Interview: Mahsa Vahdat

For over 20 years, Mahsa Vahdat has been exploring the tradition of Iran while collaborating with musicians from around the world. For her new album, “Traces of an Old Vineyard”, she invited Norwegian pianist Tord Gustavsen to accompany her interpretations of Iranian poetry.

We asked Mahsa about the new record as well as about the situation of female musicians in Iran.

Let us start with the question about “Vanishing Lines” – the opening track of your new album.

The text of this song is by Hafez, a Persian poet from 14th century. He has been very dear for Iranian people for many centuries, and he is still omnipresent in Iranian lives.

The poem is about the image of the beloved that the lover tries to draw in his mind and heart. But the beloved is gone and to depict her face is like drawing lines on water. It vanishes. It is about longing and loss and missing for the beloved one. In the end, the poet’s advice is not to waste the time and try to enjoy every moment because the world is like a mirage and everything is fragile.

How was the song born?

Like many Iranian people, I have a strong connection to Hafez. I worked on many of his poems and this one has attracted me for years. The melody came to me when I was in Wroclaw (in Poland) for a different project. I was sitting in my room with my instrument and I was so joyful about the melody that came to me from somewhere in my heart. Then I developed it more and I chose this song for the new album, “Traces of an Old Vineyard “, and I knew it will be my first track of the album – accompanied by wonderful piano of Tord Gustavsen.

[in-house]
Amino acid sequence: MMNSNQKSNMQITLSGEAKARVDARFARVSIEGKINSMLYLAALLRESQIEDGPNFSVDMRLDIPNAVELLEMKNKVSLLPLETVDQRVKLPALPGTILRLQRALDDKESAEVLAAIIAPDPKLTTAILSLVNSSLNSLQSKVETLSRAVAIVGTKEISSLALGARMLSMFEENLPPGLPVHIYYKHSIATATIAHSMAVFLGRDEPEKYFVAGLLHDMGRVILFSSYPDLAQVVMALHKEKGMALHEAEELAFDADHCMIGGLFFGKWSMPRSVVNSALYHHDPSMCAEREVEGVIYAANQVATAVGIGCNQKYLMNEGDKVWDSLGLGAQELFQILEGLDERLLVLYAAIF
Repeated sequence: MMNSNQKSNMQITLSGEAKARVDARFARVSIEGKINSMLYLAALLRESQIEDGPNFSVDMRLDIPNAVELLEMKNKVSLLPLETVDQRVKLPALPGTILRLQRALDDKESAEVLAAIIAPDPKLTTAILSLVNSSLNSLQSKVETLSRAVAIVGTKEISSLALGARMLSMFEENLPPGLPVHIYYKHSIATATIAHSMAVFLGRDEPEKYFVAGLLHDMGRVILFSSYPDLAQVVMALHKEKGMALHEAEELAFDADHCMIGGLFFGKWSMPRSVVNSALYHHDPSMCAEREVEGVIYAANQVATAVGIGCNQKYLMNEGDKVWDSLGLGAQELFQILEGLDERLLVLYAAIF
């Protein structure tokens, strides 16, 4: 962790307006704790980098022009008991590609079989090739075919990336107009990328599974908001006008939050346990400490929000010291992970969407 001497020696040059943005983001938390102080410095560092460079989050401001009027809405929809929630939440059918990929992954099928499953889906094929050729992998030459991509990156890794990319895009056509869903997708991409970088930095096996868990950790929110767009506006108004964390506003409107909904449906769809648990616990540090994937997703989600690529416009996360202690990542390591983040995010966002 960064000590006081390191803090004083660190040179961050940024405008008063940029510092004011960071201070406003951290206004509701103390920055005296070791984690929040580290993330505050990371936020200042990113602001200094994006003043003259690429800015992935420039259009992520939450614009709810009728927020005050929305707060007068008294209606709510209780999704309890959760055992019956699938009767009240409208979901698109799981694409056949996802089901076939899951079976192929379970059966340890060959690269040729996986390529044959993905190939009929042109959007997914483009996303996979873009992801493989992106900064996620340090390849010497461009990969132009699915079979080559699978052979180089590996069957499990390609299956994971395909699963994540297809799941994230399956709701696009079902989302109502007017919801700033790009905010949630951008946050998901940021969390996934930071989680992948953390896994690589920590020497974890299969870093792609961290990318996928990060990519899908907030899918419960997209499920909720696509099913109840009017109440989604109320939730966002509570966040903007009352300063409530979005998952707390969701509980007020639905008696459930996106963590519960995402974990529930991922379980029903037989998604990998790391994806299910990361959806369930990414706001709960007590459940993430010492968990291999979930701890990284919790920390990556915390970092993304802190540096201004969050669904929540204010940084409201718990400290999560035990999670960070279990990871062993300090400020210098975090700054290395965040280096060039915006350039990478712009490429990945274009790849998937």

Why have you decided to record a whole album together?

I worked with Tord before on an album recorded with Norwegian choir “Skruk”. Tord arranged the music and also played piano. I really loved this collaboration, we have also played some concerts together and I was so attracted to his sensitivity and passionate way of playing and his musical expression. His understanding of my music is very deep, so our collaboration seemed natural.

Even though we belong to different musicial traditions, we easily find each other. When I play with Tord or rehearse with him, I enjoy every second, it lifts me and my musical expression. So I decided to work with him on this project and of course with two other great musicians from Iran, Shervin Mohajer on kamancheh and Ali Rahimi on percussion. The way they met musically was also amazing for me.


Most of your albums are collaborations.

In recent years, I released quite many albums. Singing with my sister, Marjan, we developed many songs together so three albums are collaboration with her. I also met Mighty Sam Mcclain and I made two album with him as duet. And there was the album “In the mirror of Wine” recorded with Skruk Choir. All these albums are the result of my meetings with people. But this time I decided to release a solo album.

The poems you chose to sing come from three poets – Khayyam, Hafez and Rumi. Why did you choose them?